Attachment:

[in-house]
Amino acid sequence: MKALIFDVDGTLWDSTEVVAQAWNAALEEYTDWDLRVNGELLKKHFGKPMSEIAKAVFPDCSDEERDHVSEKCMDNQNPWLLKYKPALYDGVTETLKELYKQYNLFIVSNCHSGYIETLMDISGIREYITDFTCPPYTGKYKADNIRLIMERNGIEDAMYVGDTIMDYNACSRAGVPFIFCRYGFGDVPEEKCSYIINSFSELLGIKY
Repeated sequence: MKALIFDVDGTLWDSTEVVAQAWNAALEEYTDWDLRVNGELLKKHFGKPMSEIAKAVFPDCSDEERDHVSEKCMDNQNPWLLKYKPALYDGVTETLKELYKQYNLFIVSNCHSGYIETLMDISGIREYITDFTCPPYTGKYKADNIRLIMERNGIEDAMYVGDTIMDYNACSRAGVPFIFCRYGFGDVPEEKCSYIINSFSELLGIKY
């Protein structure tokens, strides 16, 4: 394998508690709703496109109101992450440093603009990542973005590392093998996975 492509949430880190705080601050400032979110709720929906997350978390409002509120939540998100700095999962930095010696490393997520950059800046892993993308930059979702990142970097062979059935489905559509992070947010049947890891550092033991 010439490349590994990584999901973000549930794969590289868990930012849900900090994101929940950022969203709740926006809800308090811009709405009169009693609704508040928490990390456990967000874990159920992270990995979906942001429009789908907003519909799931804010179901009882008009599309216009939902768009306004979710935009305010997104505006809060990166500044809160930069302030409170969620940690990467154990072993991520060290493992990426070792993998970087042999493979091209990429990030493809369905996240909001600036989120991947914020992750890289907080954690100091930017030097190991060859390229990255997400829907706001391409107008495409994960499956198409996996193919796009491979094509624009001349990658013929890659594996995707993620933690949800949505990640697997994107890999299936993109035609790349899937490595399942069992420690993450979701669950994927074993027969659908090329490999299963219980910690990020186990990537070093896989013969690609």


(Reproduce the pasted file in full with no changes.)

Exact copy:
[in-house]
Amino acid sequence: MKALIFDVDGTLWDSTEVVAQAWNAALEEYTDWDLRVNGELLKKHFGKPMSEIAKAVFPDCSDEERDHVSEKCMDNQNPWLLKYKPALYDGVTETLKELYKQYNLFIVSNCHSGYIETLMDISGIREYITDFTCPPYTGKYKADNIRLIMERNGIEDAMYVGDTIMDYNACSRAGVPFIFCRYGFGDVPEEKCSYIINSFSELLGIKY
Repeated sequence: MKALIFDVDGTLWDSTEVVAQAWNAALEEYTDWDLRVNGELLKKHFGKPMSEIAKAVFPDCSDEERDHVSEKCMDNQNPWLLKYKPALYDGVTETLKELYKQYNLFIVSNCHSGYIETLMDISGIREYITDFTCPPYTGKYKADNIRLIMERNGIEDAMYVGDTIMDYNACSRAGVPFIFCRYGFGDVPEEKCSYIINSFSELLGIKY
């Protein structure tokens, strides 16, 4: 394998508690709703496109109101992450440093603009990542973005590392093998996975 492509949430880190705080601050400032979110709720929906997350978390409002509120939540998100700095999962930095010696490393997520950059800046892993993308930059979702990142970097062979059935489905559509992070947010049947890891550092033991 010439490349590994990584999901973000549930794969590289868990930012849900900090994101929940950022969203709740926006809800308090811009709405009169009693609704508040928490990390456990967000874990159920992270990995979906942001429009789908907003519909799931804010179901009882008009599309216009939902768009306004979710935009305010997104505006809060990166500044809160930069302030409170969620940690990467154990072993991520060290493992990426070792993998970087042999493979091209990429990030493809369905996240909001600036989120991947914020992750890289907080954690100091930017030097190991060859390229990255997400829907706001391409107008495409994960499956198409996996193919796009491979094509624009001349990658013929890659594996995707993620933690949800949505990640697997994107890999299936993109035609790349899937490595399942069992420690993450979701669950994927074993027969659908090329490999299963219980910690990020186990990537070093896989013969690609």